A new drug to combat Parkinson's disease is surprisingly effective and may cause fewer side effects than similar drugs currently on the market. Patients treated with pramipexole dihydrochloride see an average 20-percent reduction in the severity of their symptoms, according to the first large-scale study of the drug's effects on patients in the early stages of Parkinson's disease.
The drug was approved last week by the Food and Drug Administration and will be available in pharmacies around the nation beginning next week under the brand name Mirapex, developed by Pharmacia & Upjohn and Boehringer Ingelheim Pharmaceuticals Inc.
The study of pramipexole dihydrochloride's effects on patients at 20 hospitals around the nation, led by researchers at the University of Rochester, is published in the July 9 Journal of the American Medical Association.
"Pramipexole dihydrochloride is the first of the next generation of an established class of anti-Parkinson's drugs to be launched," says the study's medical director, Karl Kieburtz, M.D., associate professor of neurology at Rochester's School of Medicine and Dentistry. "It appears to be more powerful and to be better tolerated by patients than other such drugs."
About one million adults in North America are afflicted by Parkinson's disease, in which several hundred thousand cells in a tiny region of the brain die for unknown reasons. This pea-sized part of the brain produces dopamine, a neurotransmitter that's key to the control of movement. Parkinson's, which afflicts adults ranging from ages 40 to 80, results in uncontrollable tremors and shaky, stiff, and slow movements. The condition of patients slowly declines over a period of years or even decades, with the hardest-hit unable even to stand or walk. Current drugs reduce the symptoms, but their effects wane with time.
Pramipexole dihydrochloride is a member of a family of drugs known as dopamine agonists, which mimic dopamine and stimulate brain cells just as the natural neurotransmitter would. Dopamine agonists on the market today include bromocriptene (brand name Parlodel) and pergolide (Permax). Doctors use the drugs to alleviate symptoms and also to smooth out the highs and lows of motor control that many Parkinson's sufferers experience while on levodopa (Sinemet), the most powerful anti-Parkinson's drug now available. Adding a powerful new stablemate to the range of drugs already available will improve doctors' ability to find the best mix for each individual patient, Dr. Kieburtz says.
The drug appears to be more effective than other dopamine agonists in reducing tremors and movement problems. In addition, unlike current drugs, pramipexole dihydrochloride does not cause lightheadedness resulting from a noticeable drop in blood pressure when a patient stands up. Dr. Kieburtz says that's probably because the drug targets the specific dopamine receptor involved in Parkinson's disease more precisely.
"Pramipexole dihydrochloride had a very good tolerability and safety profile," Dr. Kieburtz says. "We thought this drug would be effective, but we were pleasantly surprised that it works so well. I have many patients who have anxiously waited for this drug to become available." Pramipexole dihydrochloride is the first of several next- generation dopamine agonists being launched by pharmaceutical firms this year.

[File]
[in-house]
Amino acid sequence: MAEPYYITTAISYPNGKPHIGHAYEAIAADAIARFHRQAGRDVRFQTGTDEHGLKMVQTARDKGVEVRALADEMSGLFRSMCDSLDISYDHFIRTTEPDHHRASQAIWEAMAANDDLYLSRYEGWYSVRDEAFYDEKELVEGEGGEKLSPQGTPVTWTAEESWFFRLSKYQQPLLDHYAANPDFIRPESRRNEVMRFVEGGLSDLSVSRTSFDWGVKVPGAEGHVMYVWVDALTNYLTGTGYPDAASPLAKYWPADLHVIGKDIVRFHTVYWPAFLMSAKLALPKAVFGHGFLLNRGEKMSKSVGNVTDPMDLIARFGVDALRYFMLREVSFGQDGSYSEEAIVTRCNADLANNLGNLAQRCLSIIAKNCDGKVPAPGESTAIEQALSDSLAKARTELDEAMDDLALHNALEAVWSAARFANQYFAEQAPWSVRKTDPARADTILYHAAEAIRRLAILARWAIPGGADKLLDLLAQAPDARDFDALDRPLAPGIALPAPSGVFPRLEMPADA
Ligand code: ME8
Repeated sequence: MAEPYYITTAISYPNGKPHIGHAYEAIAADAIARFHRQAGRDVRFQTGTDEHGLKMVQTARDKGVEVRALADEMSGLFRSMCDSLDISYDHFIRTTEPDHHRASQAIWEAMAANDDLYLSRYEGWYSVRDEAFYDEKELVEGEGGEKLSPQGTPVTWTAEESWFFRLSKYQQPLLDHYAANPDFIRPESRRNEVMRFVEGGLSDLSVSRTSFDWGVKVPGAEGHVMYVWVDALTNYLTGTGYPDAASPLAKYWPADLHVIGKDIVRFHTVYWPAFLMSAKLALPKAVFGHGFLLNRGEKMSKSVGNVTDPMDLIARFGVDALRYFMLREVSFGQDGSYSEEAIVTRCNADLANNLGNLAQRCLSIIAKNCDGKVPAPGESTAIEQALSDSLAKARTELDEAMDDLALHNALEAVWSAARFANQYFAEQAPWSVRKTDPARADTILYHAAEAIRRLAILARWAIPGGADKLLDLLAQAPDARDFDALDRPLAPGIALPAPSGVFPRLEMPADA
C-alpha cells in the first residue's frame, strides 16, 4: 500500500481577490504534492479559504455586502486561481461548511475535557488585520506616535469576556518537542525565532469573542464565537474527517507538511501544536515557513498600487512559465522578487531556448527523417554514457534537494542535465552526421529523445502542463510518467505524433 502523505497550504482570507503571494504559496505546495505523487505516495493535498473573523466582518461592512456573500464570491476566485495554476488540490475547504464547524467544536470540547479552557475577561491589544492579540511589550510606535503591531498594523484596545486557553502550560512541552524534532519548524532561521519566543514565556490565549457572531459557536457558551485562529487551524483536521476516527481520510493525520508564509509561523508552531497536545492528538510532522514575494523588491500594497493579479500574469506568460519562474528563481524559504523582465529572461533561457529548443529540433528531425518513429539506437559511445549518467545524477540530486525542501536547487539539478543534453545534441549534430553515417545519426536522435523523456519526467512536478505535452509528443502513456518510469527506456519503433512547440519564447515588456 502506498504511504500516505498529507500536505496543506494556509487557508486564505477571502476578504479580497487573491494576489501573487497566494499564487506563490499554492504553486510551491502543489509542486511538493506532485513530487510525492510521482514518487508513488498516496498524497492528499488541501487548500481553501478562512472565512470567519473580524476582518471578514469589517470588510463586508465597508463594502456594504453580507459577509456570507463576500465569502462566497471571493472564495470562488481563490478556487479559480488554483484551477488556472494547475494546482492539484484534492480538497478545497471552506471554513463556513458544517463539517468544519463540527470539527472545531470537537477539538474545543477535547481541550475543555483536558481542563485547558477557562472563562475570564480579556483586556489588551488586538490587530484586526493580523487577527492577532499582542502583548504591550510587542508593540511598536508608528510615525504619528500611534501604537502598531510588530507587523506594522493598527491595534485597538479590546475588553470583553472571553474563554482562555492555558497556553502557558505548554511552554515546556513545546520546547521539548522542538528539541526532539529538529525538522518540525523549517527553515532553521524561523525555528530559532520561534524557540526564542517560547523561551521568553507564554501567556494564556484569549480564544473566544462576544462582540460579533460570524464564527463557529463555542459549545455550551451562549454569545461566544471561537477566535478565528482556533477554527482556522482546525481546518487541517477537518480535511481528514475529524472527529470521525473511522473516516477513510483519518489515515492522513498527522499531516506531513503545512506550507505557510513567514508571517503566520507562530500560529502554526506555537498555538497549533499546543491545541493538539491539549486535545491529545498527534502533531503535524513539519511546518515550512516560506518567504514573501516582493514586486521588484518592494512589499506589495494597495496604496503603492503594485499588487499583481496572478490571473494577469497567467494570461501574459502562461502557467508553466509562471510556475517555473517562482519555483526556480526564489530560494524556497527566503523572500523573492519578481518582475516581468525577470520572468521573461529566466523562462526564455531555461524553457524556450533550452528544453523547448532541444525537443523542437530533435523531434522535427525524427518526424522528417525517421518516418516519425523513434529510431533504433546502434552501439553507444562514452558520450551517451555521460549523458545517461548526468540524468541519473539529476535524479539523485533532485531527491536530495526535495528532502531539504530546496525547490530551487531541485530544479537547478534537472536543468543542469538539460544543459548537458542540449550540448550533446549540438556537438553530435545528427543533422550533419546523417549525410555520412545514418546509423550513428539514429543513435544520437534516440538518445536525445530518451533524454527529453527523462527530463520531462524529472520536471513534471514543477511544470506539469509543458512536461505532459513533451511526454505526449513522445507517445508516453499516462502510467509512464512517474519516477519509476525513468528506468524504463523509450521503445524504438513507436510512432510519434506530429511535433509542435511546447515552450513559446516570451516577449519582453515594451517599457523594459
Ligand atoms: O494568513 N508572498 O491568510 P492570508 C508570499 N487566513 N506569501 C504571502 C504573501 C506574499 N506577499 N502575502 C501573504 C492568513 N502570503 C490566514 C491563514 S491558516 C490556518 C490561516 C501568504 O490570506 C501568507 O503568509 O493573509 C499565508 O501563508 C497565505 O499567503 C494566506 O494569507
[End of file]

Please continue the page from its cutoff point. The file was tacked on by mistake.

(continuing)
At the study's outset, 264 patients with symptoms of early Parkinson's disease who were not being treated with levodopa were randomly divided into five treatment groups. Members of one group received a placebo, while those in the other four groups received daily doses of pramipexole dihydrochloride. Physicians measured a patient's condition by monitoring the patient's mood, motor skills, and ability to perform everyday tasks. Over the 10-week study, patients receiving pramipexole dihydrochloride improved an average of 20 percent compared to patients taking a placebo. "Patients with worse symptoms saw even bigger gains, suggesting that the drug may be useful in treating mild to moderate cases of Parkinson's disease," Dr. Kieburtz says.
Physicians have begun a two-year study of 300 patients funded by Pharmacia & Upjohn and led by the University of Rochester to study the long-term effects of the drug.
The research was supported by Pharmacia & Upjohn, which supplied the drug, as well as the National Institutes of Health and the National Parkinson Foundation. Dr. Kieburtz's collaborators in the study included Ira Shoulson, M.D., and Michael McDermott, Ph.D., at the University of Rochester, Stanley Fahn, M.D., of Columbia University, Anthony Lang, M.D., of The Toronto Hospital, Warren Olanow, M.D., of Mt. Sinai Hospital, John Penney, M.D., of Massachusetts General Hospital, and G. Frederick Wooten, M.D., of the University of Virginia Health Sciences Center.
At Rochester the study was coordinated through the Department of Neurology's Clinical Trials Coordination Center and the Division of Experimental Therapeutics, where physicians are trained to design and interpret studies of potential new treatments to neurodegenerative diseases.